Did Dinosaurs Die Out Because Males Couldn’t Find a Date?
What caused the end-Cretaceous mass extinction is one of the greatest mysteries of all time. Paleontologists have racked up a long list of victims—including the non-avian dinosaurs—and geologists have confirmed that a massive asteroid that struck the earth near the modern-day Yucatan peninsula was probably the extinction trigger, but just how that impact translated into a global extinction crisis is still being figured out. Of course, dinosaurs were the most charismatic creatures to perish during the event, and for years Sherman Silber has been forwarding his own peculiar proposal.
Human male infertility, the Y chromosome, and dinosaur extinction
Study of the molecular genetics of human male infertility and the Y chromosome has helped to elucidate the evolution of our X and Y chromosomes. Particularly, the study of the Y chromosome in male infertility has also helped to clarify, in a surprising and unexpected way, a likely mechanism for dinosaur extinction, the biggest question all of us have entertained from our earliest childhood days.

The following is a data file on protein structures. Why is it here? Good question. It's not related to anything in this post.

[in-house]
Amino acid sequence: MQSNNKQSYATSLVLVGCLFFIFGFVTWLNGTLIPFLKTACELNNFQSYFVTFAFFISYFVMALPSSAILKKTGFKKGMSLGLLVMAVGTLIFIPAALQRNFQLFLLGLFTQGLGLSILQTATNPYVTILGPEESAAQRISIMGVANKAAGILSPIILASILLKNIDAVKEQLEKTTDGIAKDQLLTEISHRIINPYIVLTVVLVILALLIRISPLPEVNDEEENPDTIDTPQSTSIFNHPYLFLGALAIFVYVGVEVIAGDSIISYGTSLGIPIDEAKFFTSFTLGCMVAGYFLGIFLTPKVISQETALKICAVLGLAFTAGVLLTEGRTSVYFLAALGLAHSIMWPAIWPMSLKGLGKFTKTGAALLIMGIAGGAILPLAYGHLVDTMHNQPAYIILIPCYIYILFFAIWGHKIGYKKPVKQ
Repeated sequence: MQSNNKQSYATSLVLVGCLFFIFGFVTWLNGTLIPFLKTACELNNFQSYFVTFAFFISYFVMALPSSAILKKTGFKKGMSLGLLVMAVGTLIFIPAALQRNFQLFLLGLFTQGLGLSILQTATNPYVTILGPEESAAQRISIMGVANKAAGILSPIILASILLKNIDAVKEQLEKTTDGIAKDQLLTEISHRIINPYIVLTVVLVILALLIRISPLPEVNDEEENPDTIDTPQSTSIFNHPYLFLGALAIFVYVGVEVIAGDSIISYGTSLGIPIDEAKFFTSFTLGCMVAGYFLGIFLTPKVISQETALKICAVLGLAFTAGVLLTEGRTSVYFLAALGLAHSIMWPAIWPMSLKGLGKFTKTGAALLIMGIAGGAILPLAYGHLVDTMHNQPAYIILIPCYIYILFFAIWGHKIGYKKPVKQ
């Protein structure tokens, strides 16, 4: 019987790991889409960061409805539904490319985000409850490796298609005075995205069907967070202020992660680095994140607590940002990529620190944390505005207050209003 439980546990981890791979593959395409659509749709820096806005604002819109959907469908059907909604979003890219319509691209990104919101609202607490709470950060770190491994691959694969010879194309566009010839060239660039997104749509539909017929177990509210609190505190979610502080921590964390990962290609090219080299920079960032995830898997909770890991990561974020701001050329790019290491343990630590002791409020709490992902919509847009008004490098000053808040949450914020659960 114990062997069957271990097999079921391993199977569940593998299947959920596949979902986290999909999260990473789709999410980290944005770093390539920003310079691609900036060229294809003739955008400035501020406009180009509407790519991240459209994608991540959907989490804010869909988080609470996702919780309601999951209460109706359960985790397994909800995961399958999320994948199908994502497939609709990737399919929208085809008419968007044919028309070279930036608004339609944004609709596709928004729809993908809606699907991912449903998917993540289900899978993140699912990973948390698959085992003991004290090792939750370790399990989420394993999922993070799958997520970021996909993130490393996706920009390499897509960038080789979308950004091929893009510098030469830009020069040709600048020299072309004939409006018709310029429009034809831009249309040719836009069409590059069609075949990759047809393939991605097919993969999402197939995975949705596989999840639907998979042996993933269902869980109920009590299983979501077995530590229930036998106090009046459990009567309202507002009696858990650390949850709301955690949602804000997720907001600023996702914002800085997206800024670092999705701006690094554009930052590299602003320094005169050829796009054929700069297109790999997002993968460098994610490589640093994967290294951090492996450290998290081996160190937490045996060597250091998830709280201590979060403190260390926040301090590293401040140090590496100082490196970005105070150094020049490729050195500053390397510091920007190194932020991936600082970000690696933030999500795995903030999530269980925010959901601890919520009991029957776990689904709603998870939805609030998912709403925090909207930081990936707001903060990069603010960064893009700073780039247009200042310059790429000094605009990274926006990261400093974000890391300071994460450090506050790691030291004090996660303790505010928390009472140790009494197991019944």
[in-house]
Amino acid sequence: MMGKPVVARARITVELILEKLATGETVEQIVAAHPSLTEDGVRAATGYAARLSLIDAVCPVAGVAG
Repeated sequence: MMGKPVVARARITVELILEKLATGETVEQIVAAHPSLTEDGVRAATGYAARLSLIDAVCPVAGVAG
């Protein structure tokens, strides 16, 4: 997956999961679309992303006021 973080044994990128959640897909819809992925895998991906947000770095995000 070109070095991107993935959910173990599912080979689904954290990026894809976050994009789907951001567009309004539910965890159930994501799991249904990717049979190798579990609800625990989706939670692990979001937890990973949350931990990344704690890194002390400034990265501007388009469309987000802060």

There have been many claims in the popular press of “discoveries” on how the dinosaurs went extinct. These claims all relate to climate change events that occurred 65 million years ago that no one disputes occurred. But none have explored the biology of how so many animals escaped extinction while the dinosaurs and at least half of all other species did not. For example, why did large dinosaurs, as well as small dinosaurs the same size as chickens go extinct, but birds survived? Possibly the evolution of sex chromosomes holds the answer to this question.
Our studies of the Y chromosome and male infertility suggest that the default mechanism for determining the sex of offspring is the temperature of egg incubation, and that genetic sex determination (based on sex chromosomes like X and Y) has evolved many times over and over again in different ways, in different genera, as a more foolproof method than temperature variation of assuring a balanced sex ratio in offspring. The absence of such a genetic sex determining mechanism in dinosaurs may have led to a skewed sex ratio when global temperature dramatically changed 65,000,000 years ago, resulting in a preponderance of males, and consequentially a rapid decline in population.